61. 61. Refineries in India S.NO Name of the company Location of the Refinery Capacity (MMTPA)* 1. IOCL) Guwahati 1.00 2. IOCL Barauni 6.00 3. IOCL Koyali 13.70 4. IOCL Haldia 6.00 5. IOCL Mathura 8.00 6. IOCL Digboi 0.65 7. IOCL Panipat 6.00 8. (HPCL) Mumbai 5.50 9. HPCL Visakhapatnam 7.50 10. BPCL) Mumbai 6.90 11. CPCL Manali 9.50 12. CPCL Nagapattnam 1.00 13. KRL Kochi 7.50 14. BRPL Bongaigaon 2.35 15. NRL Numaligarh 3.00 16. MRPL Mangalore 9.69 17. Tatipaka refinery (ONGC) Andhra Pradesh 0.078 18. RPL Jamnagar 33.00 TOTAL 127.37
  62. 62. As of July, 2005 there are a total of 18 refineries in the country comprising 17 in the Public Sector, one in the private sector. The company-wise locations and capacity of the refineries as on 1.7.2005 are given in table above. IOCL: Indian Oil Corporation Limited HPCL: Hindustan Petroleum Corporation Limited BPCL: Bharat Petroleum Corporation Limited CPCL: Chennai Petroleum Corporation Limited KRL: Kochi Refineries Ltd. BRPL: Bongaigaon Refinery & Petrochemicals Ltd. NRL: Numaligarh Refinery Ltd. RPL: Reliance Petroleum Ltd. (Pvt. Sector )
  63. 63. Expansion of existing refineries Increasing dependence upon imported petroleum and its products has also placed a heavy burden on country's foreign exchange bill. To reduce the burden on foreign exchange bill, India has followed a policy to increase its refining capacity to meet the entire demand of petroleum products. The total number of refineries has risen from a single refinery in 1947 to 18 and with a capacity of 127.37 mmpta Under liberalization policy private sector has also been permitted to set up their own refineries and two private sector refineries under advanced stage of implementation in Western India. The first Joint Venture Refinery, MRPL on West Coast has been commissioned in 1996 and more Joint Venture Refineries are expected to materialize Expansion plans of refining capacities of existing refineries are as under:- (i) Expansion of Panipat Refinery of IOCL from 6 MMTPA to 12 MMTPA is under implementation at an estimated cost of Rs.4165 crore. (ii) Expansion of Mumbai Refinery of BPCL from 6.9 MMTPA to 12 MMTPA is also under implementation at an estimated cost of Rs.1831 crore. (iii) HPCL is expending the refining capacity of Mumbai Refinery from 5,5 MMTPA to 7.9 MMTPA with an estimated cost of Rs. 1152 crore. (iv) Expansion of visakh refinery of HPCL from 7.5 MMTPA to 8.33 MMTPA is under implementation at an estimated cost of Rs. 1635 crore.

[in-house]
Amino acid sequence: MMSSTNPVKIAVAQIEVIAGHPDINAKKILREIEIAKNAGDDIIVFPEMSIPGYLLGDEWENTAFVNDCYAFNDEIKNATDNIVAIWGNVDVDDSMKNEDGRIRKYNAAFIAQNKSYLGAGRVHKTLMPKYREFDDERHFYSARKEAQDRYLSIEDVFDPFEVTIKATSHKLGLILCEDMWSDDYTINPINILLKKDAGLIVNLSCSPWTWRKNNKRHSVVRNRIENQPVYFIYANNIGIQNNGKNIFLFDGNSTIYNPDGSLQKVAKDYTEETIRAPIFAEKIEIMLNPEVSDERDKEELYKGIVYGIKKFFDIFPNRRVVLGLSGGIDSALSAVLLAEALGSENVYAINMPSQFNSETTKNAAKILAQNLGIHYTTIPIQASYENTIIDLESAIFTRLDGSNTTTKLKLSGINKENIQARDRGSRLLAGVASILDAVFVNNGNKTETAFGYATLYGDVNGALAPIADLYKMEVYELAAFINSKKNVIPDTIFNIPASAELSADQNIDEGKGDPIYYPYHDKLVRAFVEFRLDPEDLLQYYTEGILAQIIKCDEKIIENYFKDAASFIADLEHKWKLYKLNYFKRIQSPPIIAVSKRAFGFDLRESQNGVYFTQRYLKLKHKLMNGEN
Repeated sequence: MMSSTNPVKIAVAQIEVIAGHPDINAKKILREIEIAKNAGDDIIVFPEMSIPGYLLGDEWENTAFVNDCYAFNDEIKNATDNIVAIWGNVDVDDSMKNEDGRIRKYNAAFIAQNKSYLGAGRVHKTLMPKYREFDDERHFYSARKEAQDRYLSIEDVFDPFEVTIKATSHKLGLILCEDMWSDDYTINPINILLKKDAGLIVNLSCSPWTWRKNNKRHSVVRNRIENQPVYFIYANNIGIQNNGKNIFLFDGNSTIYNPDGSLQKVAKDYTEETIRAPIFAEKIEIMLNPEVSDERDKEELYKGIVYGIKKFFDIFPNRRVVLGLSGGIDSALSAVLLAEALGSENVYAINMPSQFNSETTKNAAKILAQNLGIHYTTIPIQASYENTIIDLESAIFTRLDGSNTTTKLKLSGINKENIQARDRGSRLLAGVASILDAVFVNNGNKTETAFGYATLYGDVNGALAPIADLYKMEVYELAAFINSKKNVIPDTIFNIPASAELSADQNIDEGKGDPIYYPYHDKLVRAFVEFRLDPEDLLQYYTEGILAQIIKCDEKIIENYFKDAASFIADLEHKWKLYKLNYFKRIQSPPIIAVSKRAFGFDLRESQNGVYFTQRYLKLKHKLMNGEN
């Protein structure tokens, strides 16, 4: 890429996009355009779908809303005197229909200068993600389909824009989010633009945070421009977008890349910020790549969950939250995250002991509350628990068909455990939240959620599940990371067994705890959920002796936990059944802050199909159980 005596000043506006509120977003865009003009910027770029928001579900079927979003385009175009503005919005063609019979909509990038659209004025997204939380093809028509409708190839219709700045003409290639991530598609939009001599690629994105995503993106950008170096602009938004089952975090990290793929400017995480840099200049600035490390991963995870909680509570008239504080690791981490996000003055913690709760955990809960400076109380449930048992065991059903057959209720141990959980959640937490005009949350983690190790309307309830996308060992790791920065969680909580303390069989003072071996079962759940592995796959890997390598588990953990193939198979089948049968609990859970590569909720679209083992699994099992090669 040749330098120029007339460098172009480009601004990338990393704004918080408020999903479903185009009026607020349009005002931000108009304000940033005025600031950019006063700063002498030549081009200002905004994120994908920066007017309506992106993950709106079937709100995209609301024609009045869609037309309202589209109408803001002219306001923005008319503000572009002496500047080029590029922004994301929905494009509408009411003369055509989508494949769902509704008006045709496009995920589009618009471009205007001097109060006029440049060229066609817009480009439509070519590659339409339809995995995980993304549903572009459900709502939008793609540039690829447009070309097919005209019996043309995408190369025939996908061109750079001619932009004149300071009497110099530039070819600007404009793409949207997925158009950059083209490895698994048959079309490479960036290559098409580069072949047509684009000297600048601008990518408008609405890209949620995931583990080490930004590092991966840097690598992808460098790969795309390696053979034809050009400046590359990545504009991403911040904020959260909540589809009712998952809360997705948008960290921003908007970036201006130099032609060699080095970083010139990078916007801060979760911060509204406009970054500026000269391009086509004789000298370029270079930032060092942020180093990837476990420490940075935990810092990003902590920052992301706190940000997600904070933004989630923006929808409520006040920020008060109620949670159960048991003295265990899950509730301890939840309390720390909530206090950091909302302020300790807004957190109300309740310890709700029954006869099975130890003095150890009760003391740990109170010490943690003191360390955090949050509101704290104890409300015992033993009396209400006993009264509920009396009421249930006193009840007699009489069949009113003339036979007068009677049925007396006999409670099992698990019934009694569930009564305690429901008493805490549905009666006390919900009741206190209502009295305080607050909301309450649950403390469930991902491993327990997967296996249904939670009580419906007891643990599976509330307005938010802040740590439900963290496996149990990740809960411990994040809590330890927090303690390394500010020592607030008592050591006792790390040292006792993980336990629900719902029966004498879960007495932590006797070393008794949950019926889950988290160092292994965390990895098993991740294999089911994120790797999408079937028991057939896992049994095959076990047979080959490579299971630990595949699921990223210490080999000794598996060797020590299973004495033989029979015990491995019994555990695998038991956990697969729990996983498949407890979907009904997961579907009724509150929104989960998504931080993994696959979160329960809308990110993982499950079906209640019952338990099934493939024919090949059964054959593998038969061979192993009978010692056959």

64. 64. Following three new refineries has been planned. Name of Refineries Capacity Expenditure Act./Ant Compl. Date IOC, Paradip 9 MMTPA 8312 March-2010 BPCL, Bina 6 MMTPA 6354 Sept.-2009 HPCL, Bhatinda 9 MMTPA 9806 Dece.-2006 .
  65. 65. Investment of public sectors in refining 1. In the liberalized scenario, the Government has opened the refining sector to "Joint Sector" as well as to the private sector for achieving faster growth. 2. About 27 million tones per annum additional capacity is planned to come up under PSUs 3. Under joint venture, 43 million tones per annum capacity will be added in the next 54-6 years. 4. Out of 43 million tones per annum capacity, IOCL have tied up with Kuwait Petroleum Company for one refinery. 5. HPCL with Oman Oil Company and Saudi Aramoco for two refineries and BPCL with Oman Oil Company and Shell International for two refineries.
  66. 66. Investment of private sectors &MNC’s In the private sector, letters of intent (LOIs) have been issued for about 41 million tones per annum refining capacity. The companies to whom LOIs have been issued are 1. Reliance (15 MTPA) 2. Essar (9MTPA) 3. Ashok Leyland (2 MTPA) 4. Nippon Denro (9MTPA) and 5. Soros Foud (6 MTPA) . Under the EOU category, about 29 million tones per annum capacity have been approved. In sum, additional refining capacity of about 110 million tones per annum excluding EOUs is planned for implementation during the next 5-6 years. Demand for Petroleum Products The demand for petroleum products is expected to show a compound growth of about 7%. In absolute terms, the demand for petroleum products by the year 2006-07 is expected to increase from the present level of 80 million tones to 155 million tones per annum.